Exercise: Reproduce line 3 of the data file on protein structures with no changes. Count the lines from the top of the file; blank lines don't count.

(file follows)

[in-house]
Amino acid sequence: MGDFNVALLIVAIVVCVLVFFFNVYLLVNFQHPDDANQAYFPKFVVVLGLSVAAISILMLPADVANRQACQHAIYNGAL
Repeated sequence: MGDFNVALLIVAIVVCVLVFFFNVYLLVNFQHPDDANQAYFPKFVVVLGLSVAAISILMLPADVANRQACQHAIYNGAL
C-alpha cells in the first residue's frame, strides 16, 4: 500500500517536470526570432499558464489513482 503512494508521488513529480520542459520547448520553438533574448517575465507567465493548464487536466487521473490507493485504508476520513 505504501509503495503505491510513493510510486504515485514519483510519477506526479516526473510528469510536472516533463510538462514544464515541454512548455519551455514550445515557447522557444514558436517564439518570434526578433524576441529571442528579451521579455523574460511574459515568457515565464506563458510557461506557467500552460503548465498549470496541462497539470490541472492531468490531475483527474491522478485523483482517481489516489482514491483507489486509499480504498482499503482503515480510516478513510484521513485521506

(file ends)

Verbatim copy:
Repeated sequence: MGDFNVALLIVAIVVCVLVFFFNVYLLVNFQHPDDANQAYFPKFVVVLGLSVAAISILMLPADVANRQACQHAIYNGAL